View Full Version : Ho Sin Sool Dojang in Etowah, NC

1/03/2015 5:19pm,
Some expansion on why I rated the way I did:

We do continuous sparring with no limits on targeting, no gear, and some light contact allowed. Level of contact varies based off of the situation and the combatants, i.e. white belts don't make contact or are contacted unless they've trained substantially in other styles and are prepared for it, while red and black belts and stronger orange and green belts can expect to get hit occasionally.

We've got a good supply of equipment, though very little of it is shiny and new. We have a couple of heavy bags, a speed bag (though our frame unfortunately just broke; sad times cuz I love speed bag training,) tons of hand mitts of various kinds, a couple big new kick shields (and an old beat up one,) jump rope, Iron Gym, stretching machine, lots of weapons including spares and fake knives and pistols.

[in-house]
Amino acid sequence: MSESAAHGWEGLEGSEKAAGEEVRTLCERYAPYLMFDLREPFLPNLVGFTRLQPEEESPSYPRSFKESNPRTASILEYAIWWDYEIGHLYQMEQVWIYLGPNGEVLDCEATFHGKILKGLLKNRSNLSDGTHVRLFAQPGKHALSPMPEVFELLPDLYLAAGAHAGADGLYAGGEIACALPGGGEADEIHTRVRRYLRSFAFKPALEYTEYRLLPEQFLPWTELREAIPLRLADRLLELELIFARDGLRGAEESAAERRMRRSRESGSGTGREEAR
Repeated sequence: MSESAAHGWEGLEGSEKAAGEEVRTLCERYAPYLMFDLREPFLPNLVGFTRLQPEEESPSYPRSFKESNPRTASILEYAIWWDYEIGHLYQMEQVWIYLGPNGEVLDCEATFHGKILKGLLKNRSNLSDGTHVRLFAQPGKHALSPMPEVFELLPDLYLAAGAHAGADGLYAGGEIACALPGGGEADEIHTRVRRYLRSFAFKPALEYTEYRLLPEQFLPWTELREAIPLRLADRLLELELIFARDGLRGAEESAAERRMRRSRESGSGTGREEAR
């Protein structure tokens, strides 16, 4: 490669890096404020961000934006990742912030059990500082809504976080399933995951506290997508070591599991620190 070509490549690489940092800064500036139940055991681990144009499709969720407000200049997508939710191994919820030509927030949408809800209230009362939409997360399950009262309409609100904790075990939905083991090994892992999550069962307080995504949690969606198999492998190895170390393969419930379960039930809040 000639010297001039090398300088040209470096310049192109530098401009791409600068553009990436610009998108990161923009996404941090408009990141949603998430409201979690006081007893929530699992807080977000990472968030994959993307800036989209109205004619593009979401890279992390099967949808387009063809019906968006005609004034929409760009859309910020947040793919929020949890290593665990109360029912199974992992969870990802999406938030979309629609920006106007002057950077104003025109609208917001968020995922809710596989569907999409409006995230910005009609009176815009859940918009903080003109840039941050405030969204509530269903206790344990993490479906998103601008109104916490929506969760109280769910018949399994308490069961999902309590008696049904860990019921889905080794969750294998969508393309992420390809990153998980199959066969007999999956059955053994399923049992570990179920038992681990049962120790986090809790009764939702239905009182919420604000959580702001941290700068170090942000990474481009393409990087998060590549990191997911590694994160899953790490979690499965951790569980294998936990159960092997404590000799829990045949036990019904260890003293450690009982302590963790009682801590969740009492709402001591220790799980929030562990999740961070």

Gym Size:
We're in a reasonably small space, maybe 250-300 sq ft? I'm not great with square footage, but that seems right given a quick Google search. We have a small lobby/office area upfront that might be 75 square feet, but is a good space for viewing and a few visitors. In back there is one half bathroom, equipment room, men and women's dressing rooms, and a storage closet. Once a month we have a cross training class with our sister school, an Aikido/Hapkido school who operate on the other half of the facility (so the same area on the other side of a partition of plywood doors.) At this time and if we stay after they leave (which we pretty much always do,) we open up the doors and train on both sides of the center, effectively doubling our space. Our floor is covered with the basic puzzle mat over cement floor, while their side has big blue foam mats which are nice and cushy for falls.